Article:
Chapter 4A deals with access of foreigners to the Dutch labour market. Before any access to the labour market can be considered there is first of all another problem to be dealt with: the possibilities for foreigners to have access to the Dutch territory. International law does not prohibit restrictions on the access of foreigners to the territory of states as such. As a consequence we cannot say that the Netherlands do not sufficiently implement international law by restricting the entry of non-nationals. Access to the labour market is regulated by some sort of second system of entry-restrictions. As far as foreigners that are not yet admitted to the territory are concerned, restrictions on access to the labour market will not soon come into conflict with treaty provisions concerning the right to work, since those obligations usually start only when the foreigner in question is already lawfully resident on the territory – even if distinctions on the ground of nationality are prohibited. Article 18 ESC however requires states to apply restrictions on the access to the labour market “in a spirit of liberality” and to liberalise the relevant regulations for employees from states parties. Dutch law in fact went in the opposite direction: the new Act on employment of foreigners (WAV) brings about more restrictions than the WABW (Act on employment of foreign workers).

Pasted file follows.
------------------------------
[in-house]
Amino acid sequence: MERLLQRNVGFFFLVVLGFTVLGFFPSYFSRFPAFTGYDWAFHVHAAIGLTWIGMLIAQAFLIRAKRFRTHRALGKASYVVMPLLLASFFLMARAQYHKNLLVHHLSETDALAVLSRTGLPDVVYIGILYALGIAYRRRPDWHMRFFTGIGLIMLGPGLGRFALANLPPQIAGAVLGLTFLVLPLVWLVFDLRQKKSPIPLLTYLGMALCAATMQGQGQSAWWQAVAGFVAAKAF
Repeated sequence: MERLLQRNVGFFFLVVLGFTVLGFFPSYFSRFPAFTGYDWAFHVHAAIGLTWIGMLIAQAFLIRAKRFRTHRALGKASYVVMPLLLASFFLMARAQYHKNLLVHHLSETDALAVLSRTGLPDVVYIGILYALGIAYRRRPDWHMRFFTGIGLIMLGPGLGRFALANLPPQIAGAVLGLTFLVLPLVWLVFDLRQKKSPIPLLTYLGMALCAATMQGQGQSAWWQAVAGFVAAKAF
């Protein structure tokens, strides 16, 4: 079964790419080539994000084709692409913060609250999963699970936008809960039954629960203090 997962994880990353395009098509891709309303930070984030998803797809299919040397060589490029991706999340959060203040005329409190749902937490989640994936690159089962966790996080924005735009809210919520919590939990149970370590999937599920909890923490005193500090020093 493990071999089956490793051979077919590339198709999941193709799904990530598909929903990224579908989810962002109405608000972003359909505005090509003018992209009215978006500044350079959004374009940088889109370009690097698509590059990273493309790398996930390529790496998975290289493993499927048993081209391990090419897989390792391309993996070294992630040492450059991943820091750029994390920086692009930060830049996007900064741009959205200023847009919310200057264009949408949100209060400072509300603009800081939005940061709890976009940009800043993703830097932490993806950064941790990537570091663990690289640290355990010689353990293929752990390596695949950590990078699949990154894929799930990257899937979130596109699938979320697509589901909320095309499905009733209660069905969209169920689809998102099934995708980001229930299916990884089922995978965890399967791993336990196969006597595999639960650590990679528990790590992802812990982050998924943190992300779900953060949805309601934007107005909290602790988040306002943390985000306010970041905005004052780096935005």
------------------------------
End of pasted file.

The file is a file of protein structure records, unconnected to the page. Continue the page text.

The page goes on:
The only real exception to the above is article 6 CESCR in combination with the prohibition of discrimination of any kind that is laid down in article 2(2) CESCR. The CESCR is applicable for all who are under the jurisdiction or on the territory of the state. Under this treaty, states may restrict entry to the territory, but it is not allowed to restrict access to the labour market for those foreigners who are actually on the territory of the state, regardless of whether or not they are already lawfully resident.
In the case of foreigners lawfully resident on the territory of the state the same treaty provisions, article 6 CESCR in connection with article 2(2) CESCR, prohibit restrictions to the access to the labour market. Also the requirement of a work permit is contrary to article 8(2) ECLSMW since this article only allows restrictions on the free choice of employment during the first year, whereas the requirement of a work permit only ends after lawful residence during three years. Here Dutch law will be contrary to international requirements as long as the WAV continues to exist. Shortening of the period during which a work permit is required from three to two years would open the possibility for the Netherlands to ratify C. 143 of the ILO, since this convention allows restrictions on the free choice of employment for two years.